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> On the origins of Romanian language
Posted: April 25, 2011 04:51 pm
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QUOTE (sid guttridge @ August 16, 2005 02:10 pm)
This implies that they may have been gradually marginalised by Latin-derived equivalents. I will try to find it again.

The things are not as plane and straight as it looks for and anti-latinisation partisan. Some neologism enter in a language naturarely: the lingvist notice them officially after the word is in use from some time, and from a significant part of the population. The fact the population rennounce gradually to a word, is not a lingvists choice, but the population choice. And the reason id almost allways, the population has impression that word sounds "bad". Oftenly latin origins words fallen victims. Personal sometimes I disagree with it.
For instance, the word "zice" was shadowed in the last century with "spune", who is, probably from german extract. Zeama(latin) is barelly used for the sake of turkish "ciorba", and neologism "supa". Etc
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Posted: May 03, 2011 08:29 am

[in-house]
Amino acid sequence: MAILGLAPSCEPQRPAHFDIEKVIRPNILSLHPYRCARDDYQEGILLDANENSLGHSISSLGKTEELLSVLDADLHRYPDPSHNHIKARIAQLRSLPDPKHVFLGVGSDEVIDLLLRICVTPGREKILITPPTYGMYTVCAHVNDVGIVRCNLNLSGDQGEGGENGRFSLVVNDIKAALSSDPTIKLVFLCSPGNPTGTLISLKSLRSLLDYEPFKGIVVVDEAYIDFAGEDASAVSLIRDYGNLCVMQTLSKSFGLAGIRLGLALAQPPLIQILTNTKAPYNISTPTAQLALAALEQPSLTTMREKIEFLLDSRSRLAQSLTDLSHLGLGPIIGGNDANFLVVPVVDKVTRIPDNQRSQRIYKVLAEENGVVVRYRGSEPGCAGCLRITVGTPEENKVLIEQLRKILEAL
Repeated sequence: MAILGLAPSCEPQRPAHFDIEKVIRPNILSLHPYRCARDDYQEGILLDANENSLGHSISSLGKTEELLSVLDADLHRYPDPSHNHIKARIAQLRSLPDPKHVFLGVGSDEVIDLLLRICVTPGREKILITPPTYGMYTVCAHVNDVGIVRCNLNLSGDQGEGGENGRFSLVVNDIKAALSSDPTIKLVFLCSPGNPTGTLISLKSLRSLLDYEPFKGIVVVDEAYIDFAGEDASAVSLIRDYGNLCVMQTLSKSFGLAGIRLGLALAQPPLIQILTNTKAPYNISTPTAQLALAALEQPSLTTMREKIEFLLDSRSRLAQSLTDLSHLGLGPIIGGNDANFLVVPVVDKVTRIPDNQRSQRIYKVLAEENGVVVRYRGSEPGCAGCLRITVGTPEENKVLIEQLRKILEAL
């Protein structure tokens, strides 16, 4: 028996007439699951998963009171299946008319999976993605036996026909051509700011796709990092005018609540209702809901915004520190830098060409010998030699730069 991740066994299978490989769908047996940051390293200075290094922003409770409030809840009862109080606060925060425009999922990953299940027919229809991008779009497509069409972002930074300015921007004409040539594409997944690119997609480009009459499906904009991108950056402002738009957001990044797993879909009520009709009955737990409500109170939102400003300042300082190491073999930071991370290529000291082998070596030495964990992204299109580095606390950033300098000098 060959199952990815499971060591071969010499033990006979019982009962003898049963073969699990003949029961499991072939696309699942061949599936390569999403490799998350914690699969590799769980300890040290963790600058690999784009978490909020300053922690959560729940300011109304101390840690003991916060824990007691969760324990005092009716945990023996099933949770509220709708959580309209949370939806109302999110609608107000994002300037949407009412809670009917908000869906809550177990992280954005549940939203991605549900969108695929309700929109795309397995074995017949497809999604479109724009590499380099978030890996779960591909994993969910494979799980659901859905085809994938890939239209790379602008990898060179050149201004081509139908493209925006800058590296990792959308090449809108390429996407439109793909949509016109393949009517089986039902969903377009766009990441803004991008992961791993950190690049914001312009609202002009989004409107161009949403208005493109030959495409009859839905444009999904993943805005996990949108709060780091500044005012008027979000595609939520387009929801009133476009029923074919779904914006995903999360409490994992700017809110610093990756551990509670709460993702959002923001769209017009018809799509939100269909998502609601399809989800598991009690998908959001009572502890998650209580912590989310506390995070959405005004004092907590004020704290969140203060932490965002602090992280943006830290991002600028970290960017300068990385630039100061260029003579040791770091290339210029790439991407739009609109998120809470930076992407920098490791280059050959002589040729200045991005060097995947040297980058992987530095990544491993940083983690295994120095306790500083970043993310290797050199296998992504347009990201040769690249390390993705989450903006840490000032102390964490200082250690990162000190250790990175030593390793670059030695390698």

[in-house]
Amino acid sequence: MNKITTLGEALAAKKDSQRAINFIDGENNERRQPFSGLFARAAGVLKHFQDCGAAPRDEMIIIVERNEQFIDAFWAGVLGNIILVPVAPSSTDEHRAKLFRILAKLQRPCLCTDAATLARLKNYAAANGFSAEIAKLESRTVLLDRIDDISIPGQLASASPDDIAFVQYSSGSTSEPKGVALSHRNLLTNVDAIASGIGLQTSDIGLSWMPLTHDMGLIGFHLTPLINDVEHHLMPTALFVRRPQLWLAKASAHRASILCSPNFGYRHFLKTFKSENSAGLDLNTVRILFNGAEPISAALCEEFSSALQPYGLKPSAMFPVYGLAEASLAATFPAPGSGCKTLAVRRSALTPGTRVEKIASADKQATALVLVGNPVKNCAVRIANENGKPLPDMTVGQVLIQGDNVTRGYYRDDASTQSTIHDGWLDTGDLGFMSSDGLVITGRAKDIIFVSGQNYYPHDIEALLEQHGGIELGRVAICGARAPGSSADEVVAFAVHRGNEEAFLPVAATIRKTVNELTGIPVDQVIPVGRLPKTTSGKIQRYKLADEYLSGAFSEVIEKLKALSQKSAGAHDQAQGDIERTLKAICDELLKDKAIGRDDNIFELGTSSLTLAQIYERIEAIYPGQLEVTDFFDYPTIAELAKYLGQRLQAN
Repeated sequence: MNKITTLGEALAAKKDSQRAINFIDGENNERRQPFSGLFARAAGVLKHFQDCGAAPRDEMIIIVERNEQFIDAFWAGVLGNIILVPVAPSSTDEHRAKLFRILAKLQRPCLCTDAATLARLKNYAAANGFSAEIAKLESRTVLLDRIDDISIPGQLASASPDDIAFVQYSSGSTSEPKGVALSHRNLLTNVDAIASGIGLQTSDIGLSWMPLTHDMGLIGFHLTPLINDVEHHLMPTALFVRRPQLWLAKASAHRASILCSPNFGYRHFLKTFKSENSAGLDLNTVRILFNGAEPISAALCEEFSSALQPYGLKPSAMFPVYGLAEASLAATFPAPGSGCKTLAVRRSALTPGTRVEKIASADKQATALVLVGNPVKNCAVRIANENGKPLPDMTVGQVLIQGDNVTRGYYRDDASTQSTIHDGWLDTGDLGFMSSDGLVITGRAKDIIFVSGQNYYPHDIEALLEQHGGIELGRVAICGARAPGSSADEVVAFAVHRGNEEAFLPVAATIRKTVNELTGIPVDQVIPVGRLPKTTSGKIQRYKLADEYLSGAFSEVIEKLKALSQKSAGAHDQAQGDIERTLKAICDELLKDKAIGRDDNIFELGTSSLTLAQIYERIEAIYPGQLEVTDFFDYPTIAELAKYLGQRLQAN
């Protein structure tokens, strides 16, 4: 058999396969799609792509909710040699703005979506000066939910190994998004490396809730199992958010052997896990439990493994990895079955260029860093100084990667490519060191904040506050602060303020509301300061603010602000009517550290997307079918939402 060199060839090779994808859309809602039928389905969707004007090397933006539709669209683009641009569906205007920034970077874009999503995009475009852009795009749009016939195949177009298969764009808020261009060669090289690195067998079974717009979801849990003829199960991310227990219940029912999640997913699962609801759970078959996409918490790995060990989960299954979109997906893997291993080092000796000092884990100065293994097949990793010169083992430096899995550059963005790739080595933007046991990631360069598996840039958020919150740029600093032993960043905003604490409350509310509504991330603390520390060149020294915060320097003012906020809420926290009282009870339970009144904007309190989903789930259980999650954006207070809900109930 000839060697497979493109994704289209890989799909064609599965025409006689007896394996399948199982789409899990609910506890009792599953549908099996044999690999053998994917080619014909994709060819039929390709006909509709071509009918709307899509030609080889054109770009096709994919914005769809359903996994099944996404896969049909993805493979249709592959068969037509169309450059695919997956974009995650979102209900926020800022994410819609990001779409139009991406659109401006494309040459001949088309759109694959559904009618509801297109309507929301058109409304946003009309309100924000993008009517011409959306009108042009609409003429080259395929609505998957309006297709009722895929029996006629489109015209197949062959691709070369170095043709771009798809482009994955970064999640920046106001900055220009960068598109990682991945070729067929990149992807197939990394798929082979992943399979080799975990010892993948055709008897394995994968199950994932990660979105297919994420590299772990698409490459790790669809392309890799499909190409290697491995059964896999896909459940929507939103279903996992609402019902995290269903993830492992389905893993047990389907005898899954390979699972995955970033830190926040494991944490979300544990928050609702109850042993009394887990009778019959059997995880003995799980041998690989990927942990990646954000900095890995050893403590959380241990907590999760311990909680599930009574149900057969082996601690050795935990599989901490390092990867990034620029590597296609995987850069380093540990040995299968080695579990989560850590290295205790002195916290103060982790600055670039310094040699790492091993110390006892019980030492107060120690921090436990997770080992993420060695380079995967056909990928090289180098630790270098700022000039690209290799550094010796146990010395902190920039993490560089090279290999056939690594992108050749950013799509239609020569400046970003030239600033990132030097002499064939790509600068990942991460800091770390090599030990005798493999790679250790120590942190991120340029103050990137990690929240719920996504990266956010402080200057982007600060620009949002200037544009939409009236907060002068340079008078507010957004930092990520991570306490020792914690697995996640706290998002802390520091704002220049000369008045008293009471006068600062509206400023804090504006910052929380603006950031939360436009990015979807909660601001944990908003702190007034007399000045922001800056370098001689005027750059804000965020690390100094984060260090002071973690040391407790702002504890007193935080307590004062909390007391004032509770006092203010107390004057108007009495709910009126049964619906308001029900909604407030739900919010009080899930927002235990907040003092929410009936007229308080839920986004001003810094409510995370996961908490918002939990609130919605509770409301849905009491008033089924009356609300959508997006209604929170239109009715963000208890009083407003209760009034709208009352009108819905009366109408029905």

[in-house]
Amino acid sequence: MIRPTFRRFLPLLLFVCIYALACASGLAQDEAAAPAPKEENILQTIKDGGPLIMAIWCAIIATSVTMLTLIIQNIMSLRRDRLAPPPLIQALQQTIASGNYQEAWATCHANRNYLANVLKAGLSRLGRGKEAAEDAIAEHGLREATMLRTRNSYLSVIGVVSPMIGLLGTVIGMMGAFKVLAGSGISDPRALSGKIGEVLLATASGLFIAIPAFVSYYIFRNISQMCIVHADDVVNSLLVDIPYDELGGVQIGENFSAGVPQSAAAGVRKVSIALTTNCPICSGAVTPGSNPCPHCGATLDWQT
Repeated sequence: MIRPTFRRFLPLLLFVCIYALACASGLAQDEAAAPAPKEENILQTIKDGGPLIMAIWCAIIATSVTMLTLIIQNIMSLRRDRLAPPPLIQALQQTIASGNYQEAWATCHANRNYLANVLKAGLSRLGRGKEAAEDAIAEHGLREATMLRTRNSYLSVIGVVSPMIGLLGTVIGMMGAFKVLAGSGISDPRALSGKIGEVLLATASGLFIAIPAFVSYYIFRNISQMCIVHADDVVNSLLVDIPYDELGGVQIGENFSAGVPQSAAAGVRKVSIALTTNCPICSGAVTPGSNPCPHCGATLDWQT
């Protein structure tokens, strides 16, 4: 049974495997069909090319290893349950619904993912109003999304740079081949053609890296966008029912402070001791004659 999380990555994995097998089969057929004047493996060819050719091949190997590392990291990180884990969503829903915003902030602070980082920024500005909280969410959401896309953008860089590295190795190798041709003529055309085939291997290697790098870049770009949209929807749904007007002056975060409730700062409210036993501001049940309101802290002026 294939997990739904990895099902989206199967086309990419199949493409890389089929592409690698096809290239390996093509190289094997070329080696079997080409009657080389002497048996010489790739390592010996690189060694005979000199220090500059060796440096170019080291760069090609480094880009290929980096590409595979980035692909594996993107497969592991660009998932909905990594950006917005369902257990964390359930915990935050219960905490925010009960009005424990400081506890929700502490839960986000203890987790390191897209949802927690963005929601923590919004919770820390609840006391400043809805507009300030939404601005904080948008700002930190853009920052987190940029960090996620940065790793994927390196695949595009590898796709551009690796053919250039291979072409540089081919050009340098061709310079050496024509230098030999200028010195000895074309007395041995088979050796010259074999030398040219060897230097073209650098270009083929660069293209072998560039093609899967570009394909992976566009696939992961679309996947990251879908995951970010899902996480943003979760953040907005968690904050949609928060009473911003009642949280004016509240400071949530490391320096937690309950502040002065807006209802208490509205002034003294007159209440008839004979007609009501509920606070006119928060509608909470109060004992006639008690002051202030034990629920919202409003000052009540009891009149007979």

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I find on another forum this list of "Gothic" names, which is very interesting

If you look inside, you will find lots of very interesting names, examples (some of them still in use in today Romania) like Adica, Adila, Bratila, Burila, Bracila, Danila, Fugila, Iutila, Gaina, Merila, Murila, Mirica, Sandila, Scula, Duda, Geta, Morariu, Iovila, Albila, Vera, Amara, Tata, Gutila, Mica, Aia, Bessa, Cotila, Rugis, Patza, etc. etc. An interesting name is Bulgar-who ofcourse cannot come from Bulgarians who was not arround yet and had no conection with Goths, but have a perfect meaning as "bulgăr" from Romanian language.

The ending ila/ilă is considered by Sextil Puscariu as of Thraco-Dacian origin in Romanian language (and there is several examples of Thracians and Dacians names with such ending) and is present only at Thraco-Dacian, Gothic and Romanian names

Modern historians disregard the Scandinavian connection for Goths, and regarded them as a culture formed in area of Santana de Mures/Cerneahov area, mostly from local cultures (Dacians even playing a major role).

I do believe that Goths was just a mixed peoples with a very strong Dacian background, and Dacian and Daco-Roman elements who was present at Goths is the same element who survived well in ancient and early Middle Age and is present in today Romanian people and language as well

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Posted: May 03, 2011 11:08 am
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A good source for those interested on study of romanian language formation and evolution are the books of Marius Sala.
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